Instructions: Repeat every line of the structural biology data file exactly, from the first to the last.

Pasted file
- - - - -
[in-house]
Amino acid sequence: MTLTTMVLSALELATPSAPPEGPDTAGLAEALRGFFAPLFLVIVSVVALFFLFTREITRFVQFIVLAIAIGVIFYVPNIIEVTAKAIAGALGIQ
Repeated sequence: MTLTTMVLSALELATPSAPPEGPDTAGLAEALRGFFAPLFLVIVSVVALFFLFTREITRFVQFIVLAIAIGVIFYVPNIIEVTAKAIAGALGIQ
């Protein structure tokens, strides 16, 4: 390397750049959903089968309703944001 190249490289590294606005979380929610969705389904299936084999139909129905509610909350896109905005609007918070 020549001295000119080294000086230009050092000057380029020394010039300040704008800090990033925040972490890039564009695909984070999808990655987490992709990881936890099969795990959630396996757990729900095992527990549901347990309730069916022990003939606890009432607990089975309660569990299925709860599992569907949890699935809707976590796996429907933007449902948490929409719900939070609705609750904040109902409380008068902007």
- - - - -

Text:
[in-house]
Amino acid sequence: MTLTTMVLSALELATPSAPPEGPDTAGLAEALRGFFAPLFLVIVSVVALFFLFTREITRFVQFIVLAIAIGVIFYVPNIIEVTAKAIAGALGIQ
Repeated sequence: MTLTTMVLSALELATPSAPPEGPDTAGLAEALRGFFAPLFLVIVSVVALFFLFTREITRFVQFIVLAIAIGVIFYVPNIIEVTAKAIAGALGIQ
């Protein structure tokens, strides 16, 4: 390397750049959903089968309703944001 190249490289590294606005979380929610969705389904299936084999139909129905509610909350896109905005609007918070 020549001295000119080294000086230009050092000057380029020394010039300040704008800090990033925040972490890039564009695909984070999808990655987490992709990881936890099969795990959630396996757990729900095992527990549901347990309730069916022990003939606890009432607990089975309660569990299925709860599992569907949890699935809707976590796996429907933007449902948490929409719900939070609705609750904040109902409380008068902007």